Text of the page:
Rise in flu cases means more hospital patients, but also more costs
The Centers for Disease Control and Prevention this week warned healthcare providers that they're seeing an uptick in influenza cases in a strain that's normally associated with increased hospitalizations. But those higher patient volumes could be paired with higher costs.
The latest CDC figures show that 36 states have reported widespread flu activity, up from 23 during the week of Dec. 16.
The agency issued a health alert on Wednesday warning clinicians that a majority of the flu cases reported so far have been of the H3N2 strain of the virus, which is usually associated with a higher number of hospital admissions and flu-related deaths. That's partially because flu vaccines tend to be less effective against H3N2 compared to other strains of the virus.
The CDC has reported a large spike in flu hospitalizations in recent weeks among adults age 65 and older, which jumped from 13.7 out of every 100,000 hospitalizations on Dec. 2 to 35.8 per 100,000 as of Dec. 23. A total of 2,485 laboratory-confirmed influenza-associated hospitalizations were reported between Oct. 1 and Dec. 23, according to the agency, with more than 87% of those cases involving H3N2.
The flu can be costly to both providers and patients. Between 5% and 20% of the U.S. population get the flu each year at a cost of $10.4 billion a year in direct medical expenses, according to the CDC.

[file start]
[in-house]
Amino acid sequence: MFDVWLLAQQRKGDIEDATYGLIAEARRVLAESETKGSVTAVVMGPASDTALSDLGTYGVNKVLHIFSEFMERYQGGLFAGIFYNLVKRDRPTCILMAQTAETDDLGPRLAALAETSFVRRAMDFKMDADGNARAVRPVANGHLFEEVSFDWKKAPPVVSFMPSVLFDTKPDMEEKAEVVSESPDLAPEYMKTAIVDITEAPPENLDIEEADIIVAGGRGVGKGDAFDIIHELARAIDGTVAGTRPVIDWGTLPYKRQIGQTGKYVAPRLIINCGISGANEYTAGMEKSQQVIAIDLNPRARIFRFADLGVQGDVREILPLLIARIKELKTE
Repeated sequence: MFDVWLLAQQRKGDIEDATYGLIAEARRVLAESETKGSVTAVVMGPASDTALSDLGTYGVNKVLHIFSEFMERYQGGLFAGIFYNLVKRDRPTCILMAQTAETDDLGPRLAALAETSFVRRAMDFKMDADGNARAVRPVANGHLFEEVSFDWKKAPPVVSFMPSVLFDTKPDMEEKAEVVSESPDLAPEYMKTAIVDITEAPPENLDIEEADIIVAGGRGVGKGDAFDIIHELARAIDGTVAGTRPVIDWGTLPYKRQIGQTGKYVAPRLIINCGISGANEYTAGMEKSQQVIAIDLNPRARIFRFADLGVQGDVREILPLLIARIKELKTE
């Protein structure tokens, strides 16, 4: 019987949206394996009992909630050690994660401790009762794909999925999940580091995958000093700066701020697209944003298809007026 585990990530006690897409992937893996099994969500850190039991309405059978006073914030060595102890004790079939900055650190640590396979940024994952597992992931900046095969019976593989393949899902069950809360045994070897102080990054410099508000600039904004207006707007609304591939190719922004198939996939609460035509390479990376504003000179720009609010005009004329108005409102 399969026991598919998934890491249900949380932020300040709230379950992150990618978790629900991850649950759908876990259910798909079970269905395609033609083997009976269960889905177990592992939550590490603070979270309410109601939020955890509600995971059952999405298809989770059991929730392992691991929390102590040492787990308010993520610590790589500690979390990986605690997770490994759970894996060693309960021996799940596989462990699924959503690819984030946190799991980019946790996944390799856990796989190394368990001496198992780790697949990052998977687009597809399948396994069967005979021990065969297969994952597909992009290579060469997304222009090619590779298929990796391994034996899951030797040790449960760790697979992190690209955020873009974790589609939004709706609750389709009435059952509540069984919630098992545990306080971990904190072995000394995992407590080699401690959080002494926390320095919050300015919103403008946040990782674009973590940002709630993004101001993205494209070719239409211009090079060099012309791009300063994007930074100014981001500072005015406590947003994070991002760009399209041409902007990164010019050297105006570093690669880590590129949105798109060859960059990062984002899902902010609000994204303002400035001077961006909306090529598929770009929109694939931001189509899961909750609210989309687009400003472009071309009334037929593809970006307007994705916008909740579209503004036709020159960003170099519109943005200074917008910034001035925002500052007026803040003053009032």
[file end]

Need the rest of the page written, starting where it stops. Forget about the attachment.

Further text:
From a financial perspective, the increase in hospitalizations and emergency department foot traffic would appear to benefit hospitals, since the flu usually requires inexpensive treatment such as rest, fluids and antiviral medications.
But the flu's impact on a hospital's bottom line can be as unpredictable as the virus itself.
During the 2009 H1N1 pandemic, the average cost of a patient hospital stay was $11,000 compared to $8,500 during the 2008 influenza season, according to the Agency for Healthcare Research and Quality.
A large, sudden influx of cases can often overwhelm a hospital's capacity, putting a strain on resources that can be diverted from patients being treated for other conditions.
The flu season's financial impact on hospitals is largely determined by the strain that's most predominant. Some flu strains, like H3N2, tend to more heavily affect older adults, who may have other health conditions that complicate treatment and make it more expensive.
"If they get sick they tend to be in the hospital longer and more likely to be in the intensive-care unit," said Dr. John Segreti, an infectious disease specialist at Rush University Medical Center in Chicago.
Since 2009, Rush has conducted year-round planning for every flu season that he said has helped mitigate its burden, Segreti said. The hospital has an incident command center on standby in case it's suddenly overrun with flu cases.
Rush began seeing an uptick in flu-related hospital admissions a few weeks ago, according to Segreti, with older adults making up the majority of those cases.
"This is the more difficult type of flu season," he said.
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